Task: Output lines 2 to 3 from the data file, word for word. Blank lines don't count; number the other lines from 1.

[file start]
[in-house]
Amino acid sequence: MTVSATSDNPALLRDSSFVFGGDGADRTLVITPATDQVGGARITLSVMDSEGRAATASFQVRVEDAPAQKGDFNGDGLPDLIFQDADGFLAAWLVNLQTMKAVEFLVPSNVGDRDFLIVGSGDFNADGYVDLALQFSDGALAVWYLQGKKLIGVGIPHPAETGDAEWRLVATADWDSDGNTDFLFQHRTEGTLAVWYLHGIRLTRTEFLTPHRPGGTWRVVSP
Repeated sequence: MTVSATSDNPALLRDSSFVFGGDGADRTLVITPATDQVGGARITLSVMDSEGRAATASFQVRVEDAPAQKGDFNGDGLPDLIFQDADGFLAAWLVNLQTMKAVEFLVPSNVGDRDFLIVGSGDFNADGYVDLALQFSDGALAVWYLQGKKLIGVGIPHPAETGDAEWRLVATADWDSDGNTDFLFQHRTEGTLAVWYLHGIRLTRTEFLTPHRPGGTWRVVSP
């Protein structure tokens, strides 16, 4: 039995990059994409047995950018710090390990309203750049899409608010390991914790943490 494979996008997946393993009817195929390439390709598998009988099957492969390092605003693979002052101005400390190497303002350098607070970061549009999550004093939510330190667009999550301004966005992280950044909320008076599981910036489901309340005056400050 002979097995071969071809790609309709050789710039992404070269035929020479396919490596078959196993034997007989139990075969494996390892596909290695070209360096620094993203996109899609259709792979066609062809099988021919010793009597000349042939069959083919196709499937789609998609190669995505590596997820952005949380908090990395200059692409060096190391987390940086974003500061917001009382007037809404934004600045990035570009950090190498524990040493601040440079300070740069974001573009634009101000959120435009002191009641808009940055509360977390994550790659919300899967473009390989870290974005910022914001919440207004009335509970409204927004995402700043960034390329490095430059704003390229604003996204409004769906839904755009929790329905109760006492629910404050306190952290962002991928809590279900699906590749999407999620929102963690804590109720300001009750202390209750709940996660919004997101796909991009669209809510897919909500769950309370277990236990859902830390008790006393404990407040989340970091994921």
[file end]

Amino acid sequence: MTVSATSDNPALLRDSSFVFGGDGADRTLVITPATDQVGGARITLSVMDSEGRAATASFQVRVEDAPAQKGDFNGDGLPDLIFQDADGFLAAWLVNLQTMKAVEFLVPSNVGDRDFLIVGSGDFNADGYVDLALQFSDGALAVWYLQGKKLIGVGIPHPAETGDAEWRLVATADWDSDGNTDFLFQHRTEGTLAVWYLHGIRLTRTEFLTPHRPGGTWRVVSP
Repeated sequence: MTVSATSDNPALLRDSSFVFGGDGADRTLVITPATDQVGGARITLSVMDSEGRAATASFQVRVEDAPAQKGDFNGDGLPDLIFQDADGFLAAWLVNLQTMKAVEFLVPSNVGDRDFLIVGSGDFNADGYVDLALQFSDGALAVWYLQGKKLIGVGIPHPAETGDAEWRLVATADWDSDGNTDFLFQHRTEGTLAVWYLHGIRLTRTEFLTPHRPGGTWRVVSP